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Heartbreak at the Garrick Theatre 

Our story today takes us back to the First World War, to a time of uncertainty where a tragedy befell the City of Hereford from which many parents never recovered.

As the war raged on, many fathers, brothers and sweethearts were keenly missed and many of those left behind wanted to raise money in order that they could send treats out to the men of the Herefordshire Regiment. In April 1916 a fund-raising concert was held at the Garrick Theatre in Widemarsh Street.

Many of the performers were young daughters of servicemen who were very excited to take part. The night went well with a variety of wonderful songs and short sketches being performed which regaled the audience and brought some much needed cheer to the crowd. Before long it was time for the grand finale. Soon the stage was filled with fluffy Eskimos and ice queens, the girls were dressed in costumes of cotton wool and sledges and confetti filled the stage. It was a magical end to a wonderful evening. There were snowball fights between the audience amid the applause and laughter and a feeling of exuberance and success filled the room, all knowing that their loved ones now in Egypt would soon be benefiting from this fabulous evening.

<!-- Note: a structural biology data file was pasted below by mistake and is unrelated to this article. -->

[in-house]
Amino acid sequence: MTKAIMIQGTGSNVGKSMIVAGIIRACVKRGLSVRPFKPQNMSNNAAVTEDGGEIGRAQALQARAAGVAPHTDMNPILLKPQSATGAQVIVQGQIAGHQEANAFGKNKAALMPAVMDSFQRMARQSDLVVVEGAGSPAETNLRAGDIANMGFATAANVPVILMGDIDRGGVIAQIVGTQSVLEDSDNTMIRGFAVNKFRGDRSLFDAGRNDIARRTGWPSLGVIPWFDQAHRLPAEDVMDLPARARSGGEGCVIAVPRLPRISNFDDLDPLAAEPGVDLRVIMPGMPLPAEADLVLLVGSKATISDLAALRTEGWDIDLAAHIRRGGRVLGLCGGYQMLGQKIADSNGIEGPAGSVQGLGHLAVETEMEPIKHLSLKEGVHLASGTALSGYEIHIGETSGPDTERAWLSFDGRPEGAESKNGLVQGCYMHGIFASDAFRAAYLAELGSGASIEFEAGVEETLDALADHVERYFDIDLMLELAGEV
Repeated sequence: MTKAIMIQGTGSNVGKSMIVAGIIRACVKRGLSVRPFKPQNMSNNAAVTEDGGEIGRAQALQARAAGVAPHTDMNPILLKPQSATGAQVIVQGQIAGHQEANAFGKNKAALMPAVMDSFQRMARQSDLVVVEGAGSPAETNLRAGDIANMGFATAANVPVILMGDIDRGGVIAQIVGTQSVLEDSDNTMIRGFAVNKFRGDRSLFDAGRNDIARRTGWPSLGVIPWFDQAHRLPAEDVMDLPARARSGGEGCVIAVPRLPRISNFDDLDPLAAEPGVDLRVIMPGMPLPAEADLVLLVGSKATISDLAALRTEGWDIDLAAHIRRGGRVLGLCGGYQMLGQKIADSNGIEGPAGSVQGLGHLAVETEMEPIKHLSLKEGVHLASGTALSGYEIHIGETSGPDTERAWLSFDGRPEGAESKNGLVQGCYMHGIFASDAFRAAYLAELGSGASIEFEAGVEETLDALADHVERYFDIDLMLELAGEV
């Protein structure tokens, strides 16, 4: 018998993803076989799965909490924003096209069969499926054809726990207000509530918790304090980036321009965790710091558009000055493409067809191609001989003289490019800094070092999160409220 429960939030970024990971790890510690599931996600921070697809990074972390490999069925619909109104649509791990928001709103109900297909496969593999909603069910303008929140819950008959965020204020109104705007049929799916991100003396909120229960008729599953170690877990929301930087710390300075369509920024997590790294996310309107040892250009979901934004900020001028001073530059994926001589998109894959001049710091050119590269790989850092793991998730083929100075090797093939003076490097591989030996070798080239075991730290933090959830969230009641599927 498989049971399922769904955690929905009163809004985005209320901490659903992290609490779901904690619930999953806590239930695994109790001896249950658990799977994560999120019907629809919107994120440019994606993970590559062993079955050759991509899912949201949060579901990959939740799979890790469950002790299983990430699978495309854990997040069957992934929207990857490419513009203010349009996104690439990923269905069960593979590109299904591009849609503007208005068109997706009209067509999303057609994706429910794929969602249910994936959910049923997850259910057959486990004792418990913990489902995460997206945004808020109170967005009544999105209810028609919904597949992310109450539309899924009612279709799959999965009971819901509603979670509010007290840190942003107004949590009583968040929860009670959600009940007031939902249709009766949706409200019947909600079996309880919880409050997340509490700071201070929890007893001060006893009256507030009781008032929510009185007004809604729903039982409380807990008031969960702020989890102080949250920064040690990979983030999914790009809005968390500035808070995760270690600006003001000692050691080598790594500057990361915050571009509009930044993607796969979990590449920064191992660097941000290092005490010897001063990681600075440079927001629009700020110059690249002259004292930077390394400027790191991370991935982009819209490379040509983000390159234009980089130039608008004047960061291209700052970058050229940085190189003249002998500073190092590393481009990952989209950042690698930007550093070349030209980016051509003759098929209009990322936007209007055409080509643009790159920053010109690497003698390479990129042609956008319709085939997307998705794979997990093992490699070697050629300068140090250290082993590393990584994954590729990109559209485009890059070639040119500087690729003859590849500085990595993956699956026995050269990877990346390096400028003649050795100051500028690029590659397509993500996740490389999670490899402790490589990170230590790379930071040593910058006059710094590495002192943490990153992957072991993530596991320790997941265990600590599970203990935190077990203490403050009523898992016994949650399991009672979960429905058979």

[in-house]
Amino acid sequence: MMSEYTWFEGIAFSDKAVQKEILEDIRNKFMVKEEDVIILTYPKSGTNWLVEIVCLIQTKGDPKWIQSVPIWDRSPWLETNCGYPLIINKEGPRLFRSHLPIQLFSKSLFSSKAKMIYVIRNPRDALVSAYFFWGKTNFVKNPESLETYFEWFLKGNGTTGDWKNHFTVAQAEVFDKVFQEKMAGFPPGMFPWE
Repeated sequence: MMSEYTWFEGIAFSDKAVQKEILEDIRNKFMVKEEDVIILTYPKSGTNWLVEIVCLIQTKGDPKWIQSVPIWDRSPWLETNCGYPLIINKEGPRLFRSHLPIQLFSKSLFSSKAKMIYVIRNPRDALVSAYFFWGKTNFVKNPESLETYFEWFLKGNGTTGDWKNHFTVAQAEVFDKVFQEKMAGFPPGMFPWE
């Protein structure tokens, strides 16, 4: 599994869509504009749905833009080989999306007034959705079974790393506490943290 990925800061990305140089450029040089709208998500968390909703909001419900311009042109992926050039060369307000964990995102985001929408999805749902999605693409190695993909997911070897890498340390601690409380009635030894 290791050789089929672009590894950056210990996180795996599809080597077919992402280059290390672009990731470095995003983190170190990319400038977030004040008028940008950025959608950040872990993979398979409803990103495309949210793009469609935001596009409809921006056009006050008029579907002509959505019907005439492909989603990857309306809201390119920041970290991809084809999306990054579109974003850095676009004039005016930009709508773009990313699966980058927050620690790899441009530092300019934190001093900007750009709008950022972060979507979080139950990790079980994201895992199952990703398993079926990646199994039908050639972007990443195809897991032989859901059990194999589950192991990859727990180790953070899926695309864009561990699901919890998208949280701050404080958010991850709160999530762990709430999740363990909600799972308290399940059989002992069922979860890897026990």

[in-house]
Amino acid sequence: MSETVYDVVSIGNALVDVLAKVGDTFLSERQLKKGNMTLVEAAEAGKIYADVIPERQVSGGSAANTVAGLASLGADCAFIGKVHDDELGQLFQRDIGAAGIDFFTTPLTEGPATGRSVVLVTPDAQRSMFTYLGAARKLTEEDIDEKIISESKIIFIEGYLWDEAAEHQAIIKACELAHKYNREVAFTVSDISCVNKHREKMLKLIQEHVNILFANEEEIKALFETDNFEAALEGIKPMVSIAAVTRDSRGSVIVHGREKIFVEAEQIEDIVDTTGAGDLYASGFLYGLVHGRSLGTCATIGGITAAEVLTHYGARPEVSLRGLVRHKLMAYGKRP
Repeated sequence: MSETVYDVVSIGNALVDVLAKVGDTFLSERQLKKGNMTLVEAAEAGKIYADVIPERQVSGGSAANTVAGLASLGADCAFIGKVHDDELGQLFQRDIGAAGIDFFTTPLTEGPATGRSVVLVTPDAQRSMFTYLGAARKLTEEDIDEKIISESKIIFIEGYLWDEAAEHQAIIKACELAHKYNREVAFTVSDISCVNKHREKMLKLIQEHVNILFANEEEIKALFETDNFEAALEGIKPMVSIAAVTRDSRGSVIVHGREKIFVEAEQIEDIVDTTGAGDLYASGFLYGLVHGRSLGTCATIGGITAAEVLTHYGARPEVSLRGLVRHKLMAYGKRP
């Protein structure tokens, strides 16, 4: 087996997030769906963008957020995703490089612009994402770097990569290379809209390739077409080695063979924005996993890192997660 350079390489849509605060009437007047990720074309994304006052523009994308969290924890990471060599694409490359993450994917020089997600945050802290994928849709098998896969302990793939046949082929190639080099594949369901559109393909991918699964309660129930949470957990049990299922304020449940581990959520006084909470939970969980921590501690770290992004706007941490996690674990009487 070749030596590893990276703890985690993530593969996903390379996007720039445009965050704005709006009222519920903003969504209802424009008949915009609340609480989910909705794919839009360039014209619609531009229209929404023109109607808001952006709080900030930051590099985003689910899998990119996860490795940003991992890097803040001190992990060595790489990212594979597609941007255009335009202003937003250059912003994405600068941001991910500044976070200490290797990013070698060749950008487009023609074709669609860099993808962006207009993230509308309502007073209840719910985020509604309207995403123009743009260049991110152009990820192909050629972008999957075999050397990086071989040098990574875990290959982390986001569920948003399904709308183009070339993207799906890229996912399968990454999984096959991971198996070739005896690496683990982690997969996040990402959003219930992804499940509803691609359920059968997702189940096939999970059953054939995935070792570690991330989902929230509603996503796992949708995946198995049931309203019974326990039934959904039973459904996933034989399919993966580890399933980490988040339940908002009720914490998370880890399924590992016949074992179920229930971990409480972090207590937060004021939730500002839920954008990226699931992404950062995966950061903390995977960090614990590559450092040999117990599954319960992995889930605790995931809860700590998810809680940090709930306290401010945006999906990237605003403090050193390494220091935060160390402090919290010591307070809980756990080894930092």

The night was over, the curtains closed and the girls giggled their way back stage. But in a split second and to the sheer horror of the audience a loud scream was heard as one of the girls’ costumes caught fire as she passed too close to an open flame. In complete panic she tried in vain to beat the flames but before she knew it the flames had spread and some of the other performer’s costumes were now on fire too. Panic reigned and a stampede ensued as people tried to escape. Mothers and helpers trying to put out the fire were burned, parents who were sat in the audience battled their way to the stage to find their children. Those who had made it out onto Widemarsh Street began to spread the news. Crowds formed outside of the theatre, relatives and parents desperate to hear news of the fate of those inside. It was soon shared that six children had died and two other children had been taken to hospital with injuries so severe they may not survive.

Shock reverberated around the city. Funerals were arranged, flags were flown at half mast and crowds lined the route of the funeral procession. The little coffins were carried through the streets to the cathedral for the service and with a large crowd following finished their journey at Westfaling Street cemetery. Over the next couple of days the death toll rose to eight as the remaining two victims died.

Although an inquiry was opened into the tragedy, it remained unclear as to how the fire had started and a verdict of accidental death was returned.

In 2018 a plaque remembering the eight little girls who tragically died at Hereford’s Garrick Theatre was dedicated at Hereford Cathedral’s Lady Arbour.

A very sad day for Hereford City and one now that will never be forgotten. The victims were Winifred Molly Mailes (6), Violet Minnie Corey (7), Nellie Rutherford (13), Cecilia Mary Beavon (12), Phyllis Eugenie White (10 ½), Constance Daisy Bragg (5 ½), Linda Illman and Peggy Baird.

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